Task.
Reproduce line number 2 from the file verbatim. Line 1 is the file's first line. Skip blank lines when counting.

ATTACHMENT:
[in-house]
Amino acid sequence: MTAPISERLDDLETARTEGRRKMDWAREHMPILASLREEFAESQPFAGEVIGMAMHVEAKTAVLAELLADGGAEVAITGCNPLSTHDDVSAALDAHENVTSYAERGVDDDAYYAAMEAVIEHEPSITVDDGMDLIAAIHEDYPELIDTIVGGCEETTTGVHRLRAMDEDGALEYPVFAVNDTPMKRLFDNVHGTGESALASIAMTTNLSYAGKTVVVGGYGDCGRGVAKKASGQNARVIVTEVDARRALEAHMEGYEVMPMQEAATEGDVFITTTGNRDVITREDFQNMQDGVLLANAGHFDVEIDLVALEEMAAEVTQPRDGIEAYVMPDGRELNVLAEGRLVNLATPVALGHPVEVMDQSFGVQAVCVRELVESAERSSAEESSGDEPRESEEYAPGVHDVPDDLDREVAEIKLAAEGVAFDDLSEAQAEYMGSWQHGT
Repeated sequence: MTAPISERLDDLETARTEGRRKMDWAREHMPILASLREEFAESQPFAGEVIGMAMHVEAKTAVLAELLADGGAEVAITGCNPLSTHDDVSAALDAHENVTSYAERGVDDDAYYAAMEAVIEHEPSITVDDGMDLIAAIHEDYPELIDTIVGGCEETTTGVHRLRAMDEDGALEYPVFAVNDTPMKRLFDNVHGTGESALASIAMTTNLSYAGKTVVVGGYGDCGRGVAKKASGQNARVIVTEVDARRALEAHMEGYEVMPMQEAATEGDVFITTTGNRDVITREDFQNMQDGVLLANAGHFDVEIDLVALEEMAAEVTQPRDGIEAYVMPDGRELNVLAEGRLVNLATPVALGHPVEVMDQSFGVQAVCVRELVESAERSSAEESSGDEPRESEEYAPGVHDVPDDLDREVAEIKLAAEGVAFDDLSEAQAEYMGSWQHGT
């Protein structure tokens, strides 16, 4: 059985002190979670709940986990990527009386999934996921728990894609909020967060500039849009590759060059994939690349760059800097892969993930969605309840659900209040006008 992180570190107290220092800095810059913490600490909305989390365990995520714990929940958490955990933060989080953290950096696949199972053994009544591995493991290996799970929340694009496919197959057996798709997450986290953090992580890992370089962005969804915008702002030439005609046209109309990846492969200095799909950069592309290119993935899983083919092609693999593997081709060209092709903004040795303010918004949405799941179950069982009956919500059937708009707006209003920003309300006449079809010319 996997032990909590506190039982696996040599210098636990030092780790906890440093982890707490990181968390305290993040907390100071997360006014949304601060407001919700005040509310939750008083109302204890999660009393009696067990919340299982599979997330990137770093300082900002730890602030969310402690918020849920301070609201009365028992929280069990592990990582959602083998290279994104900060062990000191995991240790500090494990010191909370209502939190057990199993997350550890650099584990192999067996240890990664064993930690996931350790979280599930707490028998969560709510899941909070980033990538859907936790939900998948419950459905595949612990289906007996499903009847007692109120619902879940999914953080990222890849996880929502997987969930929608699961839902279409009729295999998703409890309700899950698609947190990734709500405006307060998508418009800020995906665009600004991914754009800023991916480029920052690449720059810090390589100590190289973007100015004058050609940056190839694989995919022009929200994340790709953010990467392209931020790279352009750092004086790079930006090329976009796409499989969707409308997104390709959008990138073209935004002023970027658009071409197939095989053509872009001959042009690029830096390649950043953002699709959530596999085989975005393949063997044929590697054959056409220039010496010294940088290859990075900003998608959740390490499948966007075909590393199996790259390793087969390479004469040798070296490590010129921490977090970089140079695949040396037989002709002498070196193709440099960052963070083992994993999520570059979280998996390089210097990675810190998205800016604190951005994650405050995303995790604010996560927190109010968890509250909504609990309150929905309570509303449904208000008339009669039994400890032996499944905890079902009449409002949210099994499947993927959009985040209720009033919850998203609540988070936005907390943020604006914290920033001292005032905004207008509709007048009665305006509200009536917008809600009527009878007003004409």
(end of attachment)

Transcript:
Amino acid sequence: MTAPISERLDDLETARTEGRRKMDWAREHMPILASLREEFAESQPFAGEVIGMAMHVEAKTAVLAELLADGGAEVAITGCNPLSTHDDVSAALDAHENVTSYAERGVDDDAYYAAMEAVIEHEPSITVDDGMDLIAAIHEDYPELIDTIVGGCEETTTGVHRLRAMDEDGALEYPVFAVNDTPMKRLFDNVHGTGESALASIAMTTNLSYAGKTVVVGGYGDCGRGVAKKASGQNARVIVTEVDARRALEAHMEGYEVMPMQEAATEGDVFITTTGNRDVITREDFQNMQDGVLLANAGHFDVEIDLVALEEMAAEVTQPRDGIEAYVMPDGRELNVLAEGRLVNLATPVALGHPVEVMDQSFGVQAVCVRELVESAERSSAEESSGDEPRESEEYAPGVHDVPDDLDREVAEIKLAAEGVAFDDLSEAQAEYMGSWQHGT